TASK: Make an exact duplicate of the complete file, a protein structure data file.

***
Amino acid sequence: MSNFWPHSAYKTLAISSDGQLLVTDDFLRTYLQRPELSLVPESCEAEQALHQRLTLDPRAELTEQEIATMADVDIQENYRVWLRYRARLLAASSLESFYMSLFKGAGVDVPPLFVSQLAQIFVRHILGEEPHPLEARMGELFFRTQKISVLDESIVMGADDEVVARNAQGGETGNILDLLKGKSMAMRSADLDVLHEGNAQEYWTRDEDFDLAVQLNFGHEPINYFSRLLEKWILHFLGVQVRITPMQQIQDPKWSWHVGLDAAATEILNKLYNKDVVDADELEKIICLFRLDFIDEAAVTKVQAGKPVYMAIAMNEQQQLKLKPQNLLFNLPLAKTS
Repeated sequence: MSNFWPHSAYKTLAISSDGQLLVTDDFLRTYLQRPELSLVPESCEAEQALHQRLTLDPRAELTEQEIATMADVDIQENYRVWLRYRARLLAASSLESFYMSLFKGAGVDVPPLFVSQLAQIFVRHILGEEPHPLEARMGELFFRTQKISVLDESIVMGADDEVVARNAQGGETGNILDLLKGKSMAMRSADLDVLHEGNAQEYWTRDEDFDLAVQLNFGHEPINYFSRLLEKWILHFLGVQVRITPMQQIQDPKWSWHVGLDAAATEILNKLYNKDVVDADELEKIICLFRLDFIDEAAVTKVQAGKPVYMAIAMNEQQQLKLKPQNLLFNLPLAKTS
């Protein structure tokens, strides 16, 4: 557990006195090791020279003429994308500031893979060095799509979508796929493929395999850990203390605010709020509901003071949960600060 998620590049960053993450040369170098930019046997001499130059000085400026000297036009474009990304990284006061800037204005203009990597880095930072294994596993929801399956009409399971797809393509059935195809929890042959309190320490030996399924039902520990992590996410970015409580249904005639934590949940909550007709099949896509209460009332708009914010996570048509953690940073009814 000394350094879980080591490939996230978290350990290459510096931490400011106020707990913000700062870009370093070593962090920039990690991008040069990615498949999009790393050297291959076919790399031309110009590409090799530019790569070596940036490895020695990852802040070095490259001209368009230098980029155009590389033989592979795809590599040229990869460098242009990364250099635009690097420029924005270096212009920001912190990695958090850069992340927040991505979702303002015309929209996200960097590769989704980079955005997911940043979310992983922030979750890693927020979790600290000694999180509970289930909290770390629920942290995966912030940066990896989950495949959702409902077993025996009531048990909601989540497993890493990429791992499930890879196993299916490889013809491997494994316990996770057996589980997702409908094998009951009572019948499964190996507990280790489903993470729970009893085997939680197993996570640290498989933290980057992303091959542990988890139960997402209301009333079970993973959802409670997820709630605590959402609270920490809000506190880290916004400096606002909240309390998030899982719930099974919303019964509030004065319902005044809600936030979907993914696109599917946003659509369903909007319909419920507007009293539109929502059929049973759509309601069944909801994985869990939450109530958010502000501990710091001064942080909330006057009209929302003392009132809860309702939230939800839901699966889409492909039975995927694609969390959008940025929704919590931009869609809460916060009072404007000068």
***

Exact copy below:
Amino acid sequence: MSNFWPHSAYKTLAISSDGQLLVTDDFLRTYLQRPELSLVPESCEAEQALHQRLTLDPRAELTEQEIATMADVDIQENYRVWLRYRARLLAASSLESFYMSLFKGAGVDVPPLFVSQLAQIFVRHILGEEPHPLEARMGELFFRTQKISVLDESIVMGADDEVVARNAQGGETGNILDLLKGKSMAMRSADLDVLHEGNAQEYWTRDEDFDLAVQLNFGHEPINYFSRLLEKWILHFLGVQVRITPMQQIQDPKWSWHVGLDAAATEILNKLYNKDVVDADELEKIICLFRLDFIDEAAVTKVQAGKPVYMAIAMNEQQQLKLKPQNLLFNLPLAKTS
Repeated sequence: MSNFWPHSAYKTLAISSDGQLLVTDDFLRTYLQRPELSLVPESCEAEQALHQRLTLDPRAELTEQEIATMADVDIQENYRVWLRYRARLLAASSLESFYMSLFKGAGVDVPPLFVSQLAQIFVRHILGEEPHPLEARMGELFFRTQKISVLDESIVMGADDEVVARNAQGGETGNILDLLKGKSMAMRSADLDVLHEGNAQEYWTRDEDFDLAVQLNFGHEPINYFSRLLEKWILHFLGVQVRITPMQQIQDPKWSWHVGLDAAATEILNKLYNKDVVDADELEKIICLFRLDFIDEAAVTKVQAGKPVYMAIAMNEQQQLKLKPQNLLFNLPLAKTS
């Protein structure tokens, strides 16, 4: 557990006195090791020279003429994308500031893979060095799509979508796929493929395999850990203390605010709020509901003071949960600060 998620590049960053993450040369170098930019046997001499130059000085400026000297036009474009990304990284006061800037204005203009990597880095930072294994596993929801399956009409399971797809393509059935195809929890042959309190320490030996399924039902520990992590996410970015409580249904005639934590949940909550007709099949896509209460009332708009914010996570048509953690940073009814 000394350094879980080591490939996230978290350990290459510096931490400011106020707990913000700062870009370093070593962090920039990690991008040069990615498949999009790393050297291959076919790399031309110009590409090799530019790569070596940036490895020695990852802040070095490259001209368009230098980029155009590389033989592979795809590599040229990869460098242009990364250099635009690097420029924005270096212009920001912190990695958090850069992340927040991505979702303002015309929209996200960097590769989704980079955005997911940043979310992983922030979750890693927020979790600290000694999180509970289930909290770390629920942290995966912030940066990896989950495949959702409902077993025996009531048990909601989540497993890493990429791992499930890879196993299916490889013809491997494994316990996770057996589980997702409908094998009951009572019948499964190996507990280790489903993470729970009893085997939680197993996570640290498989933290980057992303091959542990988890139960997402209301009333079970993973959802409670997820709630605590959402609270920490809000506190880290916004400096606002909240309390998030899982719930099974919303019964509030004065319902005044809600936030979907993914696109599917946003659509369903909007319909419920507007009293539109929502059929049973759509309601069944909801994985869990939450109530958010502000501990710091001064942080909330006057009209929302003392009132809860309702939230939800839901699966889409492909039975995927694609969390959008940025929704919590931009869609809460916060009072404007000068």